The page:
An Encyclopaedia on Chinese History, Literature and Art

tuiguan 推官, prefectural judges

Feb 14, 2021 © Ulrich Theobald

The office of prefectural judge (tuiguan 推官) was created by the Tang dynasty 唐 (618-907) as a senior post in the administrative jurisdictions of military commissioners (jiedushi 節度使), surveillance commissioners (guanchashi 觀察使), military training commissioners (tuanlianshi 團練使), defence commissioners (fangyushi 防御使), and investigation commissioners (caifangshi 采訪處). Prefectural judges were responsible for criminal investigation, interrogation and dispensing justice. They served as aides to the commissioners, vice commissioners (fushi 副使) and the administrative assistants to the commissioners (panguan 判官).

The Five Dynasties 五代 (907-960) and the Song 宋 (960-1279) inherited the office, yet the Song dynasty put it under the jurisdiction of the State Finance Commission (sansi 三司), with the function of administrative assistant, but also responsible for all judicial cases. In the metropolitan prefecture of Kaifeng 開封府 (today in Henan), two judges were appointed in the left, and right bureaus of judicial review (zuo-youting tuiguan 左右廳推官). The two rotated according to the calendar and the number and nature of cases. After moving to the southeast, the Song changed the system somewhat and appointed to judges – then called *commissionary judge (jiedu tuiguan 節度推官), and *surveillance judge (guancha tuiguan 觀察推官) - not just in the metropolitan prefecture of Lin'an 臨安府 (today's Hangzhou 杭州, Zhejiang), but in all prefectures of the Southern Song empire 南宋 (1127-1279). In smaller and less populous prefectures, simple judges were appointed, or no one at all, while judicial matters were taken over by the administrative assistants (panguan) of the prefectural commissioners or the commissioner's agent (zhishi 支使).

The Jurchen Jin dynasty 金 (1115-1234) made this office for the first time a genuinely local one to be found in all prefectures (fu 府), but also in the resident regent's offices (liushousi 留守司) in the multiple capitals, and the *route supervisorates (lu zongguanfu 路總管府). The post was endowed with the official rank 6B or 7A., depending on the size of the prefecture. The prefectural judges cooperated with the administrative assistants of the capitals (fupan 府判) to share responsibilities for judicial matters and issues of public work and military affairs.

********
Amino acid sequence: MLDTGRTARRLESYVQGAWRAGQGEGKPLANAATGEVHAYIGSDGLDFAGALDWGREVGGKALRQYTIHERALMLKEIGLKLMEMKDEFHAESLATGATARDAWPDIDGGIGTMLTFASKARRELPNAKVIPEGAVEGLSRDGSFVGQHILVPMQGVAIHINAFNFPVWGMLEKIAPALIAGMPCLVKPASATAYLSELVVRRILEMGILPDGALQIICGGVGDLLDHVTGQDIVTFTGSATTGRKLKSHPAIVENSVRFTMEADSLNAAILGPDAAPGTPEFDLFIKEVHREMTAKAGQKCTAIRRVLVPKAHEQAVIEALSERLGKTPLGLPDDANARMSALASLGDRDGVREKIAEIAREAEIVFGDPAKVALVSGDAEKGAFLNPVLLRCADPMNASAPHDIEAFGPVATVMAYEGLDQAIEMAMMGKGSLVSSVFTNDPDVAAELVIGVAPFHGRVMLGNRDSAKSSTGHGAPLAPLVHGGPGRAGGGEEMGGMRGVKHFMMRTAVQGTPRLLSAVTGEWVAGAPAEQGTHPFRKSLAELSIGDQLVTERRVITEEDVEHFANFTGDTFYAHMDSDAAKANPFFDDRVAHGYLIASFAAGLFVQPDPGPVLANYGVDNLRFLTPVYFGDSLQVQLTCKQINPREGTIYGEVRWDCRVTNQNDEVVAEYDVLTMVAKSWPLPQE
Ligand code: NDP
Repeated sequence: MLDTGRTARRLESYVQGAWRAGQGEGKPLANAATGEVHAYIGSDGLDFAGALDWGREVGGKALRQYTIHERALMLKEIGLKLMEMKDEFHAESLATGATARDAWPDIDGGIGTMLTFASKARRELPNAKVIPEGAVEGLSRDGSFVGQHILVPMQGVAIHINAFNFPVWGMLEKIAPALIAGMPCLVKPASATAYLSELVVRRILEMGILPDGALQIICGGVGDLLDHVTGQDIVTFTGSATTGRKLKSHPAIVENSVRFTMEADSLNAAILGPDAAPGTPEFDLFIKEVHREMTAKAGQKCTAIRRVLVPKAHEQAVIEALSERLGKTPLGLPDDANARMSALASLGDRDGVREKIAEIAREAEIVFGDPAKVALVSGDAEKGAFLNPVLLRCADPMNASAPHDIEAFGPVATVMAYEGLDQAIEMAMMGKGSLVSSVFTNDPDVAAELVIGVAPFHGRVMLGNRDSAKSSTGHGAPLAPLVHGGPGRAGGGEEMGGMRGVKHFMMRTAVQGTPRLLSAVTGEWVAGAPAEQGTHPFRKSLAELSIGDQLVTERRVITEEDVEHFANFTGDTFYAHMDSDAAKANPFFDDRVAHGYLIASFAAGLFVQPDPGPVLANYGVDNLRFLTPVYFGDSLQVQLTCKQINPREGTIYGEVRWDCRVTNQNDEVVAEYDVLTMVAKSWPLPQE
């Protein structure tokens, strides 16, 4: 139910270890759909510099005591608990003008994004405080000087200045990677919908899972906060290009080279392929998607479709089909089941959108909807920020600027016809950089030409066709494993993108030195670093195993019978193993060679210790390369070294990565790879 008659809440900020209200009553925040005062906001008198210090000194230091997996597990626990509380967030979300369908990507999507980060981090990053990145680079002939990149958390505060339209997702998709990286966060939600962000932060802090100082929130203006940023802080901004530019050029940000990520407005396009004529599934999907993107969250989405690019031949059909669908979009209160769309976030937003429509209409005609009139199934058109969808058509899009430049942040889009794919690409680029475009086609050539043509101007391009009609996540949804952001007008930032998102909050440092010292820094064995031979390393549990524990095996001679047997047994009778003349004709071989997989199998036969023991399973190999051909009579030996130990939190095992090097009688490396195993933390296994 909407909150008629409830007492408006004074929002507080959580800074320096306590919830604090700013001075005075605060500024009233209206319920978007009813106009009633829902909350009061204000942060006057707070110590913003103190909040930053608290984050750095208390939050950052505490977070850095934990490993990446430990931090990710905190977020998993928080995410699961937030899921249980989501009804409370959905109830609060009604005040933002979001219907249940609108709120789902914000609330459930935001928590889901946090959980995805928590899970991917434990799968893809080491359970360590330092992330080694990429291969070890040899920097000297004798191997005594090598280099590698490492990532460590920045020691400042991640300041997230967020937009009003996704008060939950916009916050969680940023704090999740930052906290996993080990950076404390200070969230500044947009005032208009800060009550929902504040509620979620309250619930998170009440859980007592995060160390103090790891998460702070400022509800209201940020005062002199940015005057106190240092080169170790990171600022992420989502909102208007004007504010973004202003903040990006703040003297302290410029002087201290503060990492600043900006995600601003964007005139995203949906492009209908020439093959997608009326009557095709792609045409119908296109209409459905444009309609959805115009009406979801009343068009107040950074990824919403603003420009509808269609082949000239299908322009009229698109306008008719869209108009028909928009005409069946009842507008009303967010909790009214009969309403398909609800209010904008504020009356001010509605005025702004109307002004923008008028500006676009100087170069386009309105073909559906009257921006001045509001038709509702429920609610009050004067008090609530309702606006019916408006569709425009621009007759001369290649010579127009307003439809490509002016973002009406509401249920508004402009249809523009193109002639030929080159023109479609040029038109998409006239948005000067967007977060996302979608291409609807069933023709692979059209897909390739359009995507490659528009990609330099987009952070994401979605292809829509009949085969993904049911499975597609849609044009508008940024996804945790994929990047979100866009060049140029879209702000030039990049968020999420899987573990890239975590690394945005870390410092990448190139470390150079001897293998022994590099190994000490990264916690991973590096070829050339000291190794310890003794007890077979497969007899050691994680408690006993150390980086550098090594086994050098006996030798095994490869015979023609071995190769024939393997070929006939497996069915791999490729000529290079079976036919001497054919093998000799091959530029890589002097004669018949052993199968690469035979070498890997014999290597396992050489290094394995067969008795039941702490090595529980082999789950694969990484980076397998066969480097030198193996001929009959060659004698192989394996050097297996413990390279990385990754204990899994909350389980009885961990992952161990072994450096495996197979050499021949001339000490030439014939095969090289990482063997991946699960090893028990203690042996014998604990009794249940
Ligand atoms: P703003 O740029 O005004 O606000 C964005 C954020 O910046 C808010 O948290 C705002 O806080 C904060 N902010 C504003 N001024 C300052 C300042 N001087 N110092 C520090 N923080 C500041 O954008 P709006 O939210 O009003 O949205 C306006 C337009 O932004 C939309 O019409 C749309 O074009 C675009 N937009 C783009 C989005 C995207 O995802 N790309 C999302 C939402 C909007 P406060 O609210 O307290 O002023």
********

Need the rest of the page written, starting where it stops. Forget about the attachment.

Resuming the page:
This system was copied by the Yuan dynasty 元 (1279-1368), but the responsibilities of the tuiguan reduced to that of judges. In the capital Dadu 大都 (present-day Beijing), there were two supreme supervisors-in-chief (du zongguanfu 都總管府), who cooperated with daruγačis (Ch. daluhuachi 達魯花赤) to administer their jurisdictional area. In the normal prefectures, the tuiguan were aides (zuoguan 佐官) to the prefectural administration.

The Ming dynasty 明 (1368-1644) first called the function zhifu zuo'erguan 知府佐貳官, making the prefectural judges assistants to the prefects (zhifu 知府), but in 1370 took over the Yuan system for all prefectures and the two metropolitan prefectures Shuntian 順天 (Beijing), and Yingtian 應天 (Nanjing). They were responsible for justice and for the evaluation of state officials (jidian 計典). In the very early years, the Qing dynasty 清 (1644-1911) knew not just the office of prefectural judge, but also that of nominal or vice judge (guaxian tuiguan 掛銜推官, also written 絓銜推官). The latter was abolished in 1646, and the office of prefectural judge was eliminated in 1667. From then on, jurisdictional matters fell into the portfolio of district magistrates (zhixian 知縣) and prefects.

He Xuzhi 賀旭志, ed. (1991). Zhongguo lidai zhiguan cidian 中國歷代職官辭典 (Changchun: Jilin wenshi chubanshe), 407.
Lü Zongli 呂宗力, ed. (1994). Zhongguo lidai guanzhi da cidian 中國歷代官制大辭典 (Beijing: Beijing chubanshe), 737.
Xiong Daoping 熊道平, Zhou Mi 周密 (1990). "Tuiguan 推官", in Yang Chunxian 楊春洗 et al., ed. Xingshi faxue da cidian 刑事法學大辭書 (Nanjing: Nanjing daxue chubanshe), 506.
Zhang Zhenglang 張政烺, ed. (1990). Zhongguo gudai zhiguan da cidian 中國古代職官大辭典 (Zhengzhou: Henan remin chubanshe), 909.